Two on, two out, Dodgers leading by two in the ninth but straining to stay ahead of the Arizona Diamondbacks on the scoreboard and in the National League West.
Joe Torre, forced to manage and not merely fill out a lineup card, had used five pitchers, three third basemen and two second basemen. He brought Nomar Garciaparra off the bench in the seventh inning to play third base but moved him to the opposite corner in the next inning, only the second time Garciaparra had played first base in a game this season.
Jonathan Broxton retired the first two batters but was tagged for a double by pinch-hitter Chad Tracy and gave up a walk to Adam Dunn. He worked the count on Conor Jackson to 1-and-1 before unleashing a 98-mph fastball into the shadows created by the late-afternoon sun at Dodger Stadium.
Jackson, who had singled and walked in four previous trips to the plate, lined the ball toward the hole between first and second.
"I saw it off the bat, but then I lost it in the stands," Broxton said. "I heard it. He hit it hard."
Garciaparra launched himself off the ground, his left hand -- the glove hand -- extended as far as it could go. Improbably, impossibly, he caught the ball, its white cover gleaming against the brown leather as he plummeted face-first to the dirt.
Improbably, impossibly, the Dodgers held on for a 5-3 victory Sunday, extending their lead over Arizona to 1 1/2 games and increasing their winning streak to eight.
"That's baseball," said Garciaparra, who thrust his glove skyward in elation while the Diamondbacks walked off the field with stunned expressions.
"You can't explain it. You can't figure it out. You find somebody who does and I'll call him a liar."
The team that couldn't win a game from Aug. 22 to Aug. 29, dropping eight in a row, now can't lose.
The team that fell 4 1/2 games behind the Diamondbacks after a loss at Phoenix on Aug. 29 has made up six games in the standings in nine days and is a game ahead of Arizona in the All-Important Loss Column.
"We were pretty down a week ago Friday, when we lost and found ourselves five back on the loss side," Torre said. "We just had to see what we had and if we could bounce back.
"It's pretty incredible to expect to take those eight losses and turn it around."
Yes, the weakness of the NL West has allowed the Dodgers to make up a lot of ground. They've benefited from the synchronized nose-dives of the Diamondbacks' top two starters, Dan Haren and Brandon Webb, and they outscored Arizona, 19-5, in sweeping the three-game series here.
And yes, the Dodgers remain far from perfect. They struck out 12 times Sunday, 11 of those in five innings against rookie Max Scherzer. It's nothing short of mind-boggling that they're leading the division -- any division -- with a middle-infield combination of Blake DeWitt at second and Angel Berroa at short.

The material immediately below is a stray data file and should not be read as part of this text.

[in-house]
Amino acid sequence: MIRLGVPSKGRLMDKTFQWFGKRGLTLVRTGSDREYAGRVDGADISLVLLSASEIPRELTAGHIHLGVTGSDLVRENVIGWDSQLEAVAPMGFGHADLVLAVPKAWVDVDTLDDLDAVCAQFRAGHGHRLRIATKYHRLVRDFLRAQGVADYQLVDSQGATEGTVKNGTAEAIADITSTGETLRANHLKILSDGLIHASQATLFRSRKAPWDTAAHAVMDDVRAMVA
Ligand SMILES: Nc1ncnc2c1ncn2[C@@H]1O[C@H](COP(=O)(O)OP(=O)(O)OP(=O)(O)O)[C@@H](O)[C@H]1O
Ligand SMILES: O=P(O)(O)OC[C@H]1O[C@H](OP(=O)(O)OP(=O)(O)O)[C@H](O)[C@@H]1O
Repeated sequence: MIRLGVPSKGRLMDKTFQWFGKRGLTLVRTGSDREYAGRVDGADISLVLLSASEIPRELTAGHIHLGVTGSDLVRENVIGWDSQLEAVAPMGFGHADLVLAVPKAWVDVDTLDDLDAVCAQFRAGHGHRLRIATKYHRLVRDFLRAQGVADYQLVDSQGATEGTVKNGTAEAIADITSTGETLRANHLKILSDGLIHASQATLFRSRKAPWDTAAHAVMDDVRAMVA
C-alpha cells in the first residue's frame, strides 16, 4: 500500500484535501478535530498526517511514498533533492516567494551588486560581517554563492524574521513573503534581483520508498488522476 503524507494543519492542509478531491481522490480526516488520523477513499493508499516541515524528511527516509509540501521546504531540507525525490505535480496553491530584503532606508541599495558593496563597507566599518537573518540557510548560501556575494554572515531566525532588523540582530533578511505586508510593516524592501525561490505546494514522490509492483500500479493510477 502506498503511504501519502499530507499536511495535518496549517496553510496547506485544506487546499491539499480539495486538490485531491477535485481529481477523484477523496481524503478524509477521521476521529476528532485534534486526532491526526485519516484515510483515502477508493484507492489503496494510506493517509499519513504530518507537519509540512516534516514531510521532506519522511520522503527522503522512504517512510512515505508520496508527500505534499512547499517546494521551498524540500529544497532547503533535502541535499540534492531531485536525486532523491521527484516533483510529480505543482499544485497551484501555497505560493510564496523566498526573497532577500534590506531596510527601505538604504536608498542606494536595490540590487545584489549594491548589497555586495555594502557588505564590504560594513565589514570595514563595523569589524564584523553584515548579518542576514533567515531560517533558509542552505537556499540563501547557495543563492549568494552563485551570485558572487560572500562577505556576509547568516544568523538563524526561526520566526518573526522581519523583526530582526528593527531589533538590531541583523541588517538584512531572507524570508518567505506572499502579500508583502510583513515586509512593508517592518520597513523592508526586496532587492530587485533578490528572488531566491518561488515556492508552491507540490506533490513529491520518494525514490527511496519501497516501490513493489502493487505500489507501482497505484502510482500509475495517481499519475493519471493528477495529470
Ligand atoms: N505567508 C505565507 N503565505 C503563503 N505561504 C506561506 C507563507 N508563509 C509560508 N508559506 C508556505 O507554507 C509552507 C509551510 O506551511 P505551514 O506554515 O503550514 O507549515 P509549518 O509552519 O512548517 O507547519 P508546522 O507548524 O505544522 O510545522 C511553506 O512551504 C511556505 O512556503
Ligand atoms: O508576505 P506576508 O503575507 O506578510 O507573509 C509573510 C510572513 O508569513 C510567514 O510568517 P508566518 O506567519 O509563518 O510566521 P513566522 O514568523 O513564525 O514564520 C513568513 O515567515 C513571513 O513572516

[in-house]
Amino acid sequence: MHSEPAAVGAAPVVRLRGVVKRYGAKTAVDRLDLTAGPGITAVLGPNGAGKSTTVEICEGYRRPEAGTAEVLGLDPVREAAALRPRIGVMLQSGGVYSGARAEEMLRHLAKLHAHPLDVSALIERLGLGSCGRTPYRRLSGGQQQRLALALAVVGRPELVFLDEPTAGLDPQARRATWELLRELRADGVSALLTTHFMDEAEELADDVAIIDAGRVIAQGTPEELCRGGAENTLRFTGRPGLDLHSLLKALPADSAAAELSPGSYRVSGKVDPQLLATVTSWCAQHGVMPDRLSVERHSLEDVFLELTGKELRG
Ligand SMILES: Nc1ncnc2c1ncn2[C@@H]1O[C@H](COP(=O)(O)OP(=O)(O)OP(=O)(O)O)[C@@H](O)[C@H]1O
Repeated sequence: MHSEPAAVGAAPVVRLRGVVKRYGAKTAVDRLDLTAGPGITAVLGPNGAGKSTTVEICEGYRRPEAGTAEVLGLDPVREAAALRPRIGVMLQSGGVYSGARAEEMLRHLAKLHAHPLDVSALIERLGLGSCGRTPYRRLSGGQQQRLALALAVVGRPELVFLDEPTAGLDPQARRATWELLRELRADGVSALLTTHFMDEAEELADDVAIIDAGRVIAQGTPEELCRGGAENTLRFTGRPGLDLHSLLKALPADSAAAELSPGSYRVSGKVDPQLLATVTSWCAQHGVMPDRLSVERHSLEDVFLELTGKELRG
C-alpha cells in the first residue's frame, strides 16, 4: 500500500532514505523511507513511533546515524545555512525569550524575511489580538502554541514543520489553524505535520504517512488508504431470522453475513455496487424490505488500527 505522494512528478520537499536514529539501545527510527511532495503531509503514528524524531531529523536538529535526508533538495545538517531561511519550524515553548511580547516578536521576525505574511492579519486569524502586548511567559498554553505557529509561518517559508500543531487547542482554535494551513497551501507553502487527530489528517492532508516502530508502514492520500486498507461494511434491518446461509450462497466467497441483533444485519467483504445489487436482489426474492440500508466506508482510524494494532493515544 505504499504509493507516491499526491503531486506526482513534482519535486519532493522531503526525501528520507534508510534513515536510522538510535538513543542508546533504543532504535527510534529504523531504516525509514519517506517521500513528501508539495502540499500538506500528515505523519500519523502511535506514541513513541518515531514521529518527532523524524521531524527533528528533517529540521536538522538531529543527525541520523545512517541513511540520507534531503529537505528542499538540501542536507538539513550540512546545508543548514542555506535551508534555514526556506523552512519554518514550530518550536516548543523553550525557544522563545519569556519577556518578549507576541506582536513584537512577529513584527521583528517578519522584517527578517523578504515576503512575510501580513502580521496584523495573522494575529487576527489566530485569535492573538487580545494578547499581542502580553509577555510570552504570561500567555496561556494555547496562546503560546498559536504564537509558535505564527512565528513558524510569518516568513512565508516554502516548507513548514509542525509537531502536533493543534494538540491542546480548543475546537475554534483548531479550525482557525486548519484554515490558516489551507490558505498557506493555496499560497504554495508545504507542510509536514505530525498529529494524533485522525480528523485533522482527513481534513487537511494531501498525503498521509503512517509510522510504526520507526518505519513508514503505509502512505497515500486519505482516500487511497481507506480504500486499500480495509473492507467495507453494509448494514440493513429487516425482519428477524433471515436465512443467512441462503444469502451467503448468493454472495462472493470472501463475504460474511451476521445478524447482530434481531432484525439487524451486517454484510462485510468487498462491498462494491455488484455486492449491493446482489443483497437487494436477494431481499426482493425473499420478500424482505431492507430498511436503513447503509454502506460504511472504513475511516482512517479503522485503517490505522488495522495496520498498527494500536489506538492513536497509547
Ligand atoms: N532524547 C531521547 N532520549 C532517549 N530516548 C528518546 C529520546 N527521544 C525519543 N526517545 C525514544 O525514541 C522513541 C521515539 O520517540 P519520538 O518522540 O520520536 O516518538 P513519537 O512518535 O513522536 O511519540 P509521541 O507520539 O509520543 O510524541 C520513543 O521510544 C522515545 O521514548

But here they are with 19 games left in the season, standing on top of the heap, gaining ground and confidence while they pull off improbable feats such as Garciaparra's catch almost every day.
"A nice way to end the game. A good way," James Loney said.
"That's the thing about this team. We have the depth with pinch-hitters, the bullpen, everything."
Loney somehow managed to maintain a serious expression while he proclaimed that he deserved the credit for the spectacular catch by Garciaparra, who has not started a game since Aug. 29.
"I taught him that. I taught him how to dive like that," Loney said, not displaying even a hint of a smile. "The one thing that I taught him is how to make that play right there."
Russell Martin anticipated the play wouldn't be made.
"It looked like a hit all the way. He was laid-out flat off the ground," Martin said.
"He was ready for it. It looked like he wanted the ball hit to him. It was an unbelievable play by Nomar."
Just as the Dodgers never stopped believing they could be where they are today.
"That's why you go out there and play," Garciaparra said, "and you don't get too down when you drop eight like that and you don't get too high when you win eight. You've just got to continue going out there and playing hard."
The Dodgers have a creampuff schedule left: Their four remaining opponents are a combined 83 games below .500. The Diamondbacks have 20 games left and will face only one team that's above .500, the St. Louis Cardinals, in a four-game series.
The biggest potential pitfall the Dodgers face is that they've been terrible on the road and that they will start a 10-game trip tonight at San Diego.
But, like their eight-game losing streak, the Dodgers hope that was then and they can stay very much in the now.
"We can't worry about the past," Broxton said. "We've got to worry about tomorrow and go out and play hard."
Helene Elliott can be reached at firstname.lastname@example.org. To read previous columns by Elliott, go to latimes.com/elliott.